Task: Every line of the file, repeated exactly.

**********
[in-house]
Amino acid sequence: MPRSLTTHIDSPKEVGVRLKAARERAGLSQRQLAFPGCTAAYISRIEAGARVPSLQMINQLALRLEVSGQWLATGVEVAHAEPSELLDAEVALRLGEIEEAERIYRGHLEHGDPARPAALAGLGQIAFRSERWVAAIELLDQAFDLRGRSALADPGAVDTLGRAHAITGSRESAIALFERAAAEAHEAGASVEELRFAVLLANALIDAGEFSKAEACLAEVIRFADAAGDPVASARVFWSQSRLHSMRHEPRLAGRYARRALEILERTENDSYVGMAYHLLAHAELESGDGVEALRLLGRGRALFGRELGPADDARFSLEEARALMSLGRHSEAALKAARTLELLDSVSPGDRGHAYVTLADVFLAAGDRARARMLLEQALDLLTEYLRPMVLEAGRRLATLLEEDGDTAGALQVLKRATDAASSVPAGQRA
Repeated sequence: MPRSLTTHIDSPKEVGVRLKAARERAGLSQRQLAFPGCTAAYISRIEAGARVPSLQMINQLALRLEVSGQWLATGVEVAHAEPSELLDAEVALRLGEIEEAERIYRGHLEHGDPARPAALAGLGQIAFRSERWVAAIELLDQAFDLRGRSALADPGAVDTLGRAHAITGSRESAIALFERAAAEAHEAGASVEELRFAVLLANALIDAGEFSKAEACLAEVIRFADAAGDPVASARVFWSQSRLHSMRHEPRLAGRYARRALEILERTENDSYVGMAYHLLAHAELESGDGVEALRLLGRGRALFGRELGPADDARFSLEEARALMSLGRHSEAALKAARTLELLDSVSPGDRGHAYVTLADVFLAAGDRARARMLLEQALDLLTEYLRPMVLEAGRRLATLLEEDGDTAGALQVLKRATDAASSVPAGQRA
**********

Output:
[in-house]
Amino acid sequence: MPRSLTTHIDSPKEVGVRLKAARERAGLSQRQLAFPGCTAAYISRIEAGARVPSLQMINQLALRLEVSGQWLATGVEVAHAEPSELLDAEVALRLGEIEEAERIYRGHLEHGDPARPAALAGLGQIAFRSERWVAAIELLDQAFDLRGRSALADPGAVDTLGRAHAITGSRESAIALFERAAAEAHEAGASVEELRFAVLLANALIDAGEFSKAEACLAEVIRFADAAGDPVASARVFWSQSRLHSMRHEPRLAGRYARRALEILERTENDSYVGMAYHLLAHAELESGDGVEALRLLGRGRALFGRELGPADDARFSLEEARALMSLGRHSEAALKAARTLELLDSVSPGDRGHAYVTLADVFLAAGDRARARMLLEQALDLLTEYLRPMVLEAGRRLATLLEEDGDTAGALQVLKRATDAASSVPAGQRA
Repeated sequence: MPRSLTTHIDSPKEVGVRLKAARERAGLSQRQLAFPGCTAAYISRIEAGARVPSLQMINQLALRLEVSGQWLATGVEVAHAEPSELLDAEVALRLGEIEEAERIYRGHLEHGDPARPAALAGLGQIAFRSERWVAAIELLDQAFDLRGRSALADPGAVDTLGRAHAITGSRESAIALFERAAAEAHEAGASVEELRFAVLLANALIDAGEFSKAEACLAEVIRFADAAGDPVASARVFWSQSRLHSMRHEPRLAGRYARRALEILERTENDSYVGMAYHLLAHAELESGDGVEALRLLGRGRALFGRELGPADDARFSLEEARALMSLGRHSEAALKAARTLELLDSVSPGDRGHAYVTLADVFLAAGDRARARMLLEQALDLLTEYLRPMVLEAGRRLATLLEEDGDTAGALQVLKRATDAASSVPAGQRA